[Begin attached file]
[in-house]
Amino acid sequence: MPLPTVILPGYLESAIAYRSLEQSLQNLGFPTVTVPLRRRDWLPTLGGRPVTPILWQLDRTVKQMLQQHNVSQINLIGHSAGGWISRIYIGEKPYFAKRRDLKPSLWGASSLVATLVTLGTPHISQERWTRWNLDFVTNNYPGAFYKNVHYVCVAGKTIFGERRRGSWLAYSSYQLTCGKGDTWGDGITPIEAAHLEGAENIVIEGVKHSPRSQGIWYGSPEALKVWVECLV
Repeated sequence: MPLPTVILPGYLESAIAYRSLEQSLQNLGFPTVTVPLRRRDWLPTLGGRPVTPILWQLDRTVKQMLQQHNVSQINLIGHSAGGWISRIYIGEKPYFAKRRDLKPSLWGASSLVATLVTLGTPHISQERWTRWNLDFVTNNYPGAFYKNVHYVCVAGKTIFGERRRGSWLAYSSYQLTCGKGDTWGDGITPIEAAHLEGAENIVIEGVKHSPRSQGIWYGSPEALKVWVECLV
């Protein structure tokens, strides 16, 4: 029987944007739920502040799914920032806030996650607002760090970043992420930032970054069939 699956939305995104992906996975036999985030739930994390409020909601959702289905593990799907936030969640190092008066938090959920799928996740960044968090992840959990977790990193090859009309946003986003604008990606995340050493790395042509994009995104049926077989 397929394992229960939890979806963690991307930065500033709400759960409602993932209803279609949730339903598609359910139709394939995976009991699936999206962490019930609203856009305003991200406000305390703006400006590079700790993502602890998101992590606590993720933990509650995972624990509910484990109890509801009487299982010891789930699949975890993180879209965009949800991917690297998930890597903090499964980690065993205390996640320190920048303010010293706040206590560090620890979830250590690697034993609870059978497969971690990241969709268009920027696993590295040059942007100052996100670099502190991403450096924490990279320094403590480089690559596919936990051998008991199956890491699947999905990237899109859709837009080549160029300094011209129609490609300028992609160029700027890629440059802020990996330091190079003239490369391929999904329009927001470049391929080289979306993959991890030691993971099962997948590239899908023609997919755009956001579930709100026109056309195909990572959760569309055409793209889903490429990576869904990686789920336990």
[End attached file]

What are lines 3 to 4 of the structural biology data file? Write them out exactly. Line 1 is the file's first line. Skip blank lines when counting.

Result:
Repeated sequence: MPLPTVILPGYLESAIAYRSLEQSLQNLGFPTVTVPLRRRDWLPTLGGRPVTPILWQLDRTVKQMLQQHNVSQINLIGHSAGGWISRIYIGEKPYFAKRRDLKPSLWGASSLVATLVTLGTPHISQERWTRWNLDFVTNNYPGAFYKNVHYVCVAGKTIFGERRRGSWLAYSSYQLTCGKGDTWGDGITPIEAAHLEGAENIVIEGVKHSPRSQGIWYGSPEALKVWVECLV
């Protein structure tokens, strides 16, 4: 029987944007739920502040799914920032806030996650607002760090970043992420930032970054069939 699956939305995104992906996975036999985030739930994390409020909601959702289905593990799907936030969640190092008066938090959920799928996740960044968090992840959990977790990193090859009309946003986003604008990606995340050493790395042509994009995104049926077989 397929394992229960939890979806963690991307930065500033709400759960409602993932209803279609949730339903598609359910139709394939995976009991699936999206962490019930609203856009305003991200406000305390703006400006590079700790993502602890998101992590606590993720933990509650995972624990509910484990109890509801009487299982010891789930699949975890993180879209965009949800991917690297998930890597903090499964980690065993205390996640320190920048303010010293706040206590560090620890979830250590690697034993609870059978497969971690990241969709268009920027696993590295040059942007100052996100670099502190991403450096924490990279320094403590480089690559596919936990051998008991199956890491699947999905990237899109859709837009080549160029300094011209129609490609300028992609160029700027890629440059802020990996330091190079003239490369391929999904329009927001470049391929080289979306993959991890030691993971099962997948590239899908023609997919755009956001579930709100026109056309195909990572959760569309055409793209889903490429990576869904990686789920336990």